I just love losing myself to the dark of any movie theater.

But something kept rattling in my brain after seeing Iron Man 3. I was disturbed by the way Iron Man treated the kid who had rescued him. He totally ignored the kid.

Iron Man seemed to think a dark roomful of toys/tech equipment could replace the presence of a loving adult.

See, the kid in the movie had been abandoned by his dad, and no surprise, when Iron Man showed up, the kid assumed he was a dad figure. And when the superhero needed help, the kid was helpful. (This is not a spoiler. I think it’s fairly obvious that the kid will be useful to Iron Man.)

iron man 3But then the kid was not rewarded for being there for this father figure. In the end, the only thing the boy received was all kinds of digital devices for him to tinker with. This is his reward?!? The kid needed a frozen yogurt with the dad figure, or a picnic in the park, or, yes, the proverbial, game of catch.

In this room of tech equipment, the product placement of FiOS plastered all over the huge flatscreen TV was jarring and obscene. I was totally taken out of the movie and felt I’d landed in a stupid commercial.

So the message on this Father’s Day weekend seems to be: you want to be a good father? Buy your kid off, get them tons of tech stuff so they can play alone in a dark room. And then you can retire, alone yourself, in your own dank and dark digital kingdom. That’s Hollywood.

This is relevant to my life right now because my son is being punished (I won’t go into the details). And his tech equipment is taken away. He is clueless as to how to survive. I’ve suggested fro yo, a picnic, or a game of catch. But like Iron Man, our superhero, he’d rather be alone with his devices than outdoors with his friends or dad or sports or, even, ice cream.

I find this choice sad — not nearly as thrilling or active as an action film or life could be.

In the Slow Lane

When Chris was diagnosed with Parkinson’s Disease nearly ten years ago, more than one family member said, “Now you’ll slow down.”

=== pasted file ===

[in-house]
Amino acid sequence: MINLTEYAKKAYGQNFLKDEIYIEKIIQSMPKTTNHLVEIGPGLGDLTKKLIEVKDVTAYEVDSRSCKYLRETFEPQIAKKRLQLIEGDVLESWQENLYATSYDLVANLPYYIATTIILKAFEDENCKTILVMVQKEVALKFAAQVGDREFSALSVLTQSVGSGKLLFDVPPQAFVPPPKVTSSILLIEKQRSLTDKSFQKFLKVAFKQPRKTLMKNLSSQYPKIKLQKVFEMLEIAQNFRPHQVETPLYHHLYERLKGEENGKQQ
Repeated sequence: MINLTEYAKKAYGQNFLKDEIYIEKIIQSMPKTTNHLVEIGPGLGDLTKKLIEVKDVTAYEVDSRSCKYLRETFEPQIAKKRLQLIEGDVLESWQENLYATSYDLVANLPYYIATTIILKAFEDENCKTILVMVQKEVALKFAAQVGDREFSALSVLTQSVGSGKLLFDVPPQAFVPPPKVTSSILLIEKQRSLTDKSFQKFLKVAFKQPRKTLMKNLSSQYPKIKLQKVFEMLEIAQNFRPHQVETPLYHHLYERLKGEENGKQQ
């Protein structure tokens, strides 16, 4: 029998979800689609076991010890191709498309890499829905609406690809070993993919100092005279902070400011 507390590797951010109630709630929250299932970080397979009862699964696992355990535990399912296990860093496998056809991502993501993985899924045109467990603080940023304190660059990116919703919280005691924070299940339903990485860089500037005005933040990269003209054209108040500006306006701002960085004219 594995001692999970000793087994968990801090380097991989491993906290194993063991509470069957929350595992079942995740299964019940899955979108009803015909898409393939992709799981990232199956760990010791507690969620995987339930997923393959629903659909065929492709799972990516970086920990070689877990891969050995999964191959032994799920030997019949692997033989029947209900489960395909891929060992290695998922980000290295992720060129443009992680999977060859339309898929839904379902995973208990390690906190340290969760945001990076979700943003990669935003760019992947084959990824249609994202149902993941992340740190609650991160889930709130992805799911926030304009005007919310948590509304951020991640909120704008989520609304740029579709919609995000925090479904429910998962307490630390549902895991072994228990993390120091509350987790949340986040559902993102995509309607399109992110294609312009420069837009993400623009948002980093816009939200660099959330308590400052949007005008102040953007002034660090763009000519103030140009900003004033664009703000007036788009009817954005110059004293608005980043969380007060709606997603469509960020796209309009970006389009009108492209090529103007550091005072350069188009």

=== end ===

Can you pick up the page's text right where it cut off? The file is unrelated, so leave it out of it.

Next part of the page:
I thought the same thing. And I thought this again as I left my full time work almost five months ago. I will relax more, volunteer more, work out more, write more. I will do all of these things and I will slow down.

Um, not so much.

As my husband slows down, I feel inclined to twirl in my life twice as fast.

20130204-113917.jpg
Last week my daughter and I went to New Jersey for a camp reunion. This was the view that late afternoon.

I know I overdo. One day last week, I left the house at 7:45 am and got home at 9:30 pm. This was the fourth day in a row with these kind of hours. I had so much to do!!!

On any given day, I like experiencing a variety of settings — the after school office, spinning class, lunch with a girlfriend, free wifi at the local cafe, teaching, subway to SoHo, a meeting about my short comedy film, happy hour.

The only time I am in the slow lane is when I run. My goal is always to run a 13-minute mile.

Having a spouse with a chronic illness has made me want to get out there and interact with the world more, because, at times, the sadness of the disease’s progression simply brings me down and I cannot stay there.

Yet as lively as I want my outside world to be, I want my inside home to be a safe harbor and a cozy nest. This mama bird wants to fly back home with a mouth full of worms. I want to chill in front of the TV with my chicks.

And I want to do it now because I know my chicks are going to start to fly away soon.